Rocks and Rain Fix Nitrogen in Post-Glacial Sites

19 April 2016, by

A new study in Plant and Soil found that the input of nitrogen from the atmosphere, via a process of rain funneling through rocks, created levels of nitrogen that are adequate to support plant growth in post-glacial alpine soil, challenging the common view that the element is the primary limiting factor in deglaciated areas. In […]

New Study Warns: Rapid Sea Level Rise, Superstorms Likely

14 April 2016, by

Existing climate change assessments could be underestimating the amount of future sea level rise, as well as the likelihood of other phenomenons like increased superstorms and glacier loss, warns a new high-profile paper in Atmospheric Chemistry and Physics. The study, by longtime climate scientist James Hansen and 18 co-authors, has gained attention recently for its […]

Photo Friday: Send Us Your Glacier Selfies

1 April 2016, by

At GlacierHub, we don’t just love science— we’re passionate about art and photography, too. We’ve featured work by Zaria Forman and Diane Burko, and each Friday we share photographs of glaciers and other mountain scenes. Now we’re excited to try something new: We’d like to invite our readers to share photographs that you’ve taken of […]

Building a Database of Dramatic Glacial Floods

29 March 2016, by

Glacial lake outburst floods are a type of deluge that occurs when a moraine–a natural dam, made of rock, sediment and ice–breaks, releasing the glacier-fed lake behind it. As a consequence, some scientists have said that it is necessary to build a database of past glacial lake outburst floods to manage and monitor the threat of future ones. […]

Could Glaciology Use a Dose of Feminism?

22 March 2016, by

A new study in Progress in Human Geography argues that the viewpoints of women and indigenous people are not being represented in glaciology and that a feminist perspective is needed to counterbalance this deficit. The authors—Mark Carey, M Jackson, Alessandro Antonello, and Jaclyn Rushing of the University of Oregon—are calling for a reimagining of what […]

How Melting Glaciers Can Change Regional Climate

9 March 2016, by

Fresh water melting from glaciers in the Southern Hemisphere could make contributions to climate change, according to the recent study, “Glacial lake drainage in Patagonia (13-8 kyr) and response of the adjacent Pacific Ocean,” by Neil F. Glasser and others in the journal Nature Scientific Reports. These findings are consistent with previous studies in North America […]

Bacteria From the Sahara Desert Found on Swiss Glaciers

24 February 2016, by

Bacteria living among dust particles from the Sahara have been found trapped in ice and snow on the Swiss Alps at an altitude of over 11,000 feet, according to a December article in Frontiers in Microbiology. The samplings collected from the Jungfraujoch region of Switzerland contained bacteria originally from northwest Africa, meaning these bacteria survived […]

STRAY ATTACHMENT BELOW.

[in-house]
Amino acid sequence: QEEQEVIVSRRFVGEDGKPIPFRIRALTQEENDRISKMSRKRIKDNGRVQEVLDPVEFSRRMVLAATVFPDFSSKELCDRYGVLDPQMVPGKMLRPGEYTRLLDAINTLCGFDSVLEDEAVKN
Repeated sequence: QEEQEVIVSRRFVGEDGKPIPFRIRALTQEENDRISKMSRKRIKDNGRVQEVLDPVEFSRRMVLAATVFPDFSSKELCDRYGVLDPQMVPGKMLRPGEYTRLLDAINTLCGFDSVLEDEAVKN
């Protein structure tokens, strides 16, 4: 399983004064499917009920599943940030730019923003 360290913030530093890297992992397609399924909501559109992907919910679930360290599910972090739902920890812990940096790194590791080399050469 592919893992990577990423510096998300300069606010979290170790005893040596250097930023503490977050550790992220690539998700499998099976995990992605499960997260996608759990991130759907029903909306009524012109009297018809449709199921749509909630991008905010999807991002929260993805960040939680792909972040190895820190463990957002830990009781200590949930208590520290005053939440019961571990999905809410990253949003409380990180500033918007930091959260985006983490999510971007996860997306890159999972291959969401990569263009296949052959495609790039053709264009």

Crevasses Offer Clues About Glacial Dynamics

23 February 2016, by

A recent article accepted in the Reviews of Geophysics summarizes research on how crevasses form and affect glaciers. Crevasses are fractures in the glacier surface that are renowned for their danger but also have been a research focus for glaciologists and other physical scientists for the past several decades, a subject which William Colgan of York University […]

Helicopters: The Eye-in-the-Sky for Glacier Research

10 February 2016, by

With global warming, glaciers are melting, and mountain ranges in the mid-latitudes such as the Swiss Alps are showing significant glacier retreat. For decades researchers have measured the length and area of glaciers to see if they are shrinking or not— a key symptom of disequilibrium— which can be done using photographs and satellites. But a key […]

Have Ice Ages Gone Extinct?

9 February 2016, by

A new study in Nature says the Earth, previously headed for an Ice Age before the Industrial Revolution, is likely to maintain its current warm phase in the glacial cycle for an unprecedented amount of time. The researchers―Andrey Ganopolski, Ricarda Winkelmann, and Hans Joachim Schellnhuber of the Potsdam Institute for Climate Impact Research―first examined the effect […]

Glacier Retreat Ushers in Arachnids

3 February 2016, by

Harvestmen— a spider-like arachnid— are among the first creatures to inhabit land in the wake of glacier retreat, according to a recent study by Sigmund Hågvar and Daniel Flø in the Norwegian Journal of Entomology. The land where glaciers have recently melted is an ideal habitat for creepy-crawlies including spiders, beetles, and other invertebrates. Perhaps […]

A Glacier-covered Volcano in Chile: Will It Erupt Soon?

2 February 2016, by

Several recent events suggest that a set of glacier-covered volcanoes in the southern Chilean region of Bío-Bío, which have been showing increasing activity since December, may be likely to erupt.  The three mountains, known as the Nevados de Chillán, reach over 3200 meters in elevation, and have a set of glaciers totaling over 2 square kilometers in […]